I’ve never been in favor of market regulation. The capitalist markets take care of themselves.
But by the time I finished reading the revealing 2009 Rolling Stone article by Matt Taibbi, “The Great American Bubble Machine,” I wondered whether some regulation -- or at least greater enforcement -- might actually be a good thing.
It’s a tale of conspiratorial suspense, but at its core, Taibbi’s article is a startling indictment of Goldman Sachs
I’d like to share the article’s premise with you, and then fill you in on a unique way to ensure you don’t get caught up in the disaster of the next Goldman catastrophe, which is being set up right now.
According to the article: Goldman was involved in building unsustainable investment trusts prior to the Great Depression, and decades later became "the IPO king of the Internet era." It played a role in inflating the housing market bubble and was the major source of the oil spike of 2008.
I believe the next bubble Goldman is looking to profit from is social-media companies and their coming IPOs. Allow me to explain, and then share with you a better stock you’re likely overlooking.
Making money from social media
Goldman Sachs' high-profile investment in Facebook gives it a leg up on the competition for a future IPO. Goldman is also frantically competing with Bank of America's
It'd probably be best to stay away from those companies as they IPO.
Here are the three lessons I see:
- Goldman is a questionable company. Be careful when their heavy involvement in a stock has conflicting interests with yours, since there’s a good chance they know exactly how they’re going to make money off of you.
- Always be on guard against ideas that seem too good to be true, because they often are, and it's usually the individual investor who gets burned.
- You're much better off investing in companies that don't make headlines, fly under analysts' radar, and are overlooked by institutional investors.
That last point is critical. And, as I promised earlier, I want to share with you an idea that fits this mold.
The company is EnergySolutions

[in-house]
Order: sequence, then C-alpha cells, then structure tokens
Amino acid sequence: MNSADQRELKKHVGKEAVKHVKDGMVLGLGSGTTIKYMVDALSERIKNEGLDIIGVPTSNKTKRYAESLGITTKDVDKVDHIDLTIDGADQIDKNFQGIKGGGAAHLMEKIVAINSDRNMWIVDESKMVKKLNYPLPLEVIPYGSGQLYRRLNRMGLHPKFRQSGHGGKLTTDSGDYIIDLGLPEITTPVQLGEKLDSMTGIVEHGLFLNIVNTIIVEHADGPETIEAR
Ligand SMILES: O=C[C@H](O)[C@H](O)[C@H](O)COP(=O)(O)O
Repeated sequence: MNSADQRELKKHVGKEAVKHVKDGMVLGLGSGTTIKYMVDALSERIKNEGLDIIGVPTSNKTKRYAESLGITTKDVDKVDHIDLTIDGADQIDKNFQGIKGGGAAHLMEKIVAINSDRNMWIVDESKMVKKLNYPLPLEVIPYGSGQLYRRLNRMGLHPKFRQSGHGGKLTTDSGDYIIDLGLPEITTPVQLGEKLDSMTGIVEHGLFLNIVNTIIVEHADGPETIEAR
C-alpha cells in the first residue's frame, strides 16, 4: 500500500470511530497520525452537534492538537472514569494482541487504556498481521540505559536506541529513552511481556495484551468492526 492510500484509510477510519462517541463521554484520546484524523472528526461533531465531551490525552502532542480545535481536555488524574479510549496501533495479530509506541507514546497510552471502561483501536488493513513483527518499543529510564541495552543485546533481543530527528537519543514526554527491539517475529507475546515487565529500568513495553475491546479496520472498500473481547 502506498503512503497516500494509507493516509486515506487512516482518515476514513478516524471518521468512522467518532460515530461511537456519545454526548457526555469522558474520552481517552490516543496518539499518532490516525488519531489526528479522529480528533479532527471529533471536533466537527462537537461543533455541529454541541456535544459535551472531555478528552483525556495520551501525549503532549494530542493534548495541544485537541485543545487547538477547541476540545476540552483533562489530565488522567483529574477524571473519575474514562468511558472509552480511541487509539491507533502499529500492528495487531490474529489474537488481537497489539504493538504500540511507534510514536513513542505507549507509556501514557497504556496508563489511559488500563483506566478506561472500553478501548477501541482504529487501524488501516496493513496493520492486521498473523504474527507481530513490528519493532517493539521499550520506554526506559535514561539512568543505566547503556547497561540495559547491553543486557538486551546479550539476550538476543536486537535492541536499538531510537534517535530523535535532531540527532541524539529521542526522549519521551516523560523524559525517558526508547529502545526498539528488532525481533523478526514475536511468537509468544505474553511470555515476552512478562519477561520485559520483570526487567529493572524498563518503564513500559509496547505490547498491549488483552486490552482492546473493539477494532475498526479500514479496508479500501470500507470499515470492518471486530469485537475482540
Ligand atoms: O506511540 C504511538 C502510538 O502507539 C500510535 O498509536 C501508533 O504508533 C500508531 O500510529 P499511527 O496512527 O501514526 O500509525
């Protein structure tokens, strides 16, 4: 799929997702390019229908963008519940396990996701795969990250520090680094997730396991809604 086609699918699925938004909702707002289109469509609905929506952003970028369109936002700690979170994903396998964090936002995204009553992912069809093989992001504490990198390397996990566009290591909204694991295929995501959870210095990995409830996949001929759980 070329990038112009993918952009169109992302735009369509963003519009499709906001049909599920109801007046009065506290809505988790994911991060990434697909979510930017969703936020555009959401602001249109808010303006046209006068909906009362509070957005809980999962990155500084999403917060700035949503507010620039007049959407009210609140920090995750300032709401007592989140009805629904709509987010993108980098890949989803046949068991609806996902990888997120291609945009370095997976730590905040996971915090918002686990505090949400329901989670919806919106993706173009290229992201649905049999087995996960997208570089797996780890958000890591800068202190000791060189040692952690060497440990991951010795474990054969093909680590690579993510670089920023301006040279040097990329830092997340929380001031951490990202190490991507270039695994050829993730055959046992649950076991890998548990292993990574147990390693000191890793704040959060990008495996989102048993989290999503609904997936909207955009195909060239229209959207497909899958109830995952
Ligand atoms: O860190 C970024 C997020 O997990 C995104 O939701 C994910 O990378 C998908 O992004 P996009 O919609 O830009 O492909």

Better yet -- its stock has been hammered. It recently went through major management changes, carries a hefty debt load, and almost blew its debt covenants a few months ago. It has a P&L (profit and loss statement) that's not too strong on the P side.
But again, that's my point. All of this combined has brought this stock to ridiculously cheap levels -- with the appearance of being risky -- when it could be worth more than double what it currently trades for. It's no wonder activist hedge fund ValueAct owns a large position in the company. It's the sort of unhyped stock that's so unlike the latest hot IPO from Wall Street.
This stock idea is one of a handful that my friend Motley Fool Special Ops advisor Tom Jacobs recently shared with me. It's the kind of stock he specializes in for his portfolio service looking for deep value, contrarian, or special situation investments.
Right now, we're about to let investors into this high-demand service. We expect the available positions to fill up very quickly, but if you're interested, I invite you to enter your email address in the box below. When you do, I guarantee you'll be among the first to hear from us when we open this service later this week.
Adam J. Wiederman owns no shares of the companies mentioned above. Google is a Motley Fool Inside Value pick. Google is a Motley Fool Rule Breakers recommendation. The Fool owns shares of Bank of America, EnergySolutions, Google, and JPMorgan Chase. Through a separate Rising Stars portfolio, the Fool is also short Bank of America. We Fools may not all hold the same opinions, but we all believe that considering a diverse range of insights makes us better investors. The Motley Fool has a disclosure policy.
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